Seattle council passes bills ending loitering crimes for drug offenders, sex workers
Seattle City Council unanimously passed a pair of bills Monday, eliminating loitering crimes as they relate to drug trafficking and prostitution.
Drug trafficking loitering laws emerged throughout the U.S. in the 1990s as part of the “War on Drugs,” allowing police to arrest someone for loitering who they suspected of being a drug offender.
Similarly, prostitution loitering laws allow police to arrest someone for a loitering crime without clearly establishing whether a suspect was soliciting prostitution.
“Today we’re taking a step in the right direction, making sure our laws reflect our values and don’t create additional burdens on our Black and brown community members,” said Councilmember Andrew J. Lewis, who co-sponsored both bills.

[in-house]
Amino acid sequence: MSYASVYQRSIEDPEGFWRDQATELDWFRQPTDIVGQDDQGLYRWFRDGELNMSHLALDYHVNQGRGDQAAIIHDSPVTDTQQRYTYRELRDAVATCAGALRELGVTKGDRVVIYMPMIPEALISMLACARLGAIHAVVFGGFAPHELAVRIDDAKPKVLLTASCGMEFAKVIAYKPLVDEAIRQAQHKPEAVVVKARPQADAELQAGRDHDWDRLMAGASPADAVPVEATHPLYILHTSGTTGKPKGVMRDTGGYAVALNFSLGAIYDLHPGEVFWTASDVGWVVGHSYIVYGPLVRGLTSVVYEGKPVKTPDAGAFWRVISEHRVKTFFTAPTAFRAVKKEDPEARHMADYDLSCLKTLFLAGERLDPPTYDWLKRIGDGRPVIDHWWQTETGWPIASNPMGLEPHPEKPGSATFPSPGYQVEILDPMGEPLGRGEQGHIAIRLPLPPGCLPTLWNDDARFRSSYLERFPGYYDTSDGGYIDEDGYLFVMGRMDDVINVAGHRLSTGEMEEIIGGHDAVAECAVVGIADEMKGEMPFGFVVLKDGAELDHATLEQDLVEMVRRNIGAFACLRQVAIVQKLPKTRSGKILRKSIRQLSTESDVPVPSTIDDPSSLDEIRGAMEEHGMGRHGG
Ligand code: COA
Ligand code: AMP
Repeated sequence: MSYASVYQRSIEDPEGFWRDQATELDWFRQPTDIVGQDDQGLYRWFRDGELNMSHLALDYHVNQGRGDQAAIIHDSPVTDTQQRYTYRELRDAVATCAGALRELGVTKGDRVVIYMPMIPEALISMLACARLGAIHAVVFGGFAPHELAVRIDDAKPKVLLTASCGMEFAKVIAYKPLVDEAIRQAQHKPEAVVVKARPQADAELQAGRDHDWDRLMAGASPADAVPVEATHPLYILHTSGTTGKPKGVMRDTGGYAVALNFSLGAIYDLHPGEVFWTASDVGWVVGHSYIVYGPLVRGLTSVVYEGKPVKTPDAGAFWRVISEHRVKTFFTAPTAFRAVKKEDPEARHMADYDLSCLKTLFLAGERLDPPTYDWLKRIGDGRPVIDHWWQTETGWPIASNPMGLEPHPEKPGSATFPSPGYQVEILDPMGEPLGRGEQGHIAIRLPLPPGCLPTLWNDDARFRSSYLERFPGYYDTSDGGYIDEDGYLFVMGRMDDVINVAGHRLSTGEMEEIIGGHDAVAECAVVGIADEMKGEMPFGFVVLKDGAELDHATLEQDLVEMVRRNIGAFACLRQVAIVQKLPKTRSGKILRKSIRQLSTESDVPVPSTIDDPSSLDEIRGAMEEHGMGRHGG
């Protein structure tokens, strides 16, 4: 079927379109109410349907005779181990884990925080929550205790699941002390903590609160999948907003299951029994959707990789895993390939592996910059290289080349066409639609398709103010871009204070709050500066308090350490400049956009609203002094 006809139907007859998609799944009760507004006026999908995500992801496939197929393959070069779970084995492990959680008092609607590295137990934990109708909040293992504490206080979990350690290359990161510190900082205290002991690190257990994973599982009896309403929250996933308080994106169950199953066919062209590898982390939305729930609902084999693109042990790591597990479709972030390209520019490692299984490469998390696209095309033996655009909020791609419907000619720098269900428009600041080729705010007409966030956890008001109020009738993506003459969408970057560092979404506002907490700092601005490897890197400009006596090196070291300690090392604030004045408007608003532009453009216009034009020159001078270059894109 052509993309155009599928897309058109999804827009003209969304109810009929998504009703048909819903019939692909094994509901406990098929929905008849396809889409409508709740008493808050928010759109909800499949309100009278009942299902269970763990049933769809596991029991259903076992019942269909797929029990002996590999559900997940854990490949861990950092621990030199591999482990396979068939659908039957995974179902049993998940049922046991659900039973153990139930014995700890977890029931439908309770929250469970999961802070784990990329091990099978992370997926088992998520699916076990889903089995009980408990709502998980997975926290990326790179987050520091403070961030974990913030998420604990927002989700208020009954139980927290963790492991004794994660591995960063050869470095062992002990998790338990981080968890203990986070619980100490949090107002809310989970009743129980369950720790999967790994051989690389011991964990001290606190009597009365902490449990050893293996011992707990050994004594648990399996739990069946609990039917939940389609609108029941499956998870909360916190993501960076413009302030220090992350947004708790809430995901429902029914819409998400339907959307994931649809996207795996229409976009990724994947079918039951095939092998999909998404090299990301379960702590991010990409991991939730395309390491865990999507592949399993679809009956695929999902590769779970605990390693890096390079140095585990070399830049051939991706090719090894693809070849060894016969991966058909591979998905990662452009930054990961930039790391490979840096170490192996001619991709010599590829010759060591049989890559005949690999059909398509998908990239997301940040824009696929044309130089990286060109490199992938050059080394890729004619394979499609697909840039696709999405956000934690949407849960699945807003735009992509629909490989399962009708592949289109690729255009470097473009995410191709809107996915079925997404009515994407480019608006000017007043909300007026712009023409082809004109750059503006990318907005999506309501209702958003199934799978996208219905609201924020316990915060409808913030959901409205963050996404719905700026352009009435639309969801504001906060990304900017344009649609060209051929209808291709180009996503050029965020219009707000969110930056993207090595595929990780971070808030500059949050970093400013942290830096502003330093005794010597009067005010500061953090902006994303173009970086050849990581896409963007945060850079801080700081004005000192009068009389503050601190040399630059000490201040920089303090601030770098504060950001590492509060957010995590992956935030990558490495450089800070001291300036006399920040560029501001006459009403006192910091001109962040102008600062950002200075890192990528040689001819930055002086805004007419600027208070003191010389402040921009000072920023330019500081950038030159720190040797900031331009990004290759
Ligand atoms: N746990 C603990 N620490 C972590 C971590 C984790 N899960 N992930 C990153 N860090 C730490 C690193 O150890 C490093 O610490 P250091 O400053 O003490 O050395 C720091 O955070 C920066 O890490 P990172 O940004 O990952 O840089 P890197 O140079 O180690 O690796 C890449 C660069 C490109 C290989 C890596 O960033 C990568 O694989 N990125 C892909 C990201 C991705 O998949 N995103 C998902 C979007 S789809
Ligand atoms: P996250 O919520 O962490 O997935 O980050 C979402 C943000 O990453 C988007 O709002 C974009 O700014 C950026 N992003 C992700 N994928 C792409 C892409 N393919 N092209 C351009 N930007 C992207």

The measures came about as part of a longer series of recommendations from a workgroup study commissioned by the city in 2018. The study found that in Seattle, Black, Indigenous, and other people of color are frisked 15% more often than white people, and have firearms pointed at them 30% more often than “similarly situated white people.”
The hope with this legislation is to eliminate those points of “potentially negative interaction,” which have disproportionately targeted Black and brown communities.
The measure was supported by City Attorney Pete Holmes, whose office has not filed charges for either drug trafficking loitering or prostitution loitering since the workgroup submitted its recommendations.
“Seattle is fortunate to have City Councilmembers who consider and respond to recommendations from those with lived experience in the criminal justice system, and I’m happy to see this legislation make it over the finish line,” Holmes said Monday. “Here’s hoping other jurisdictions evaluate their own loitering policies.”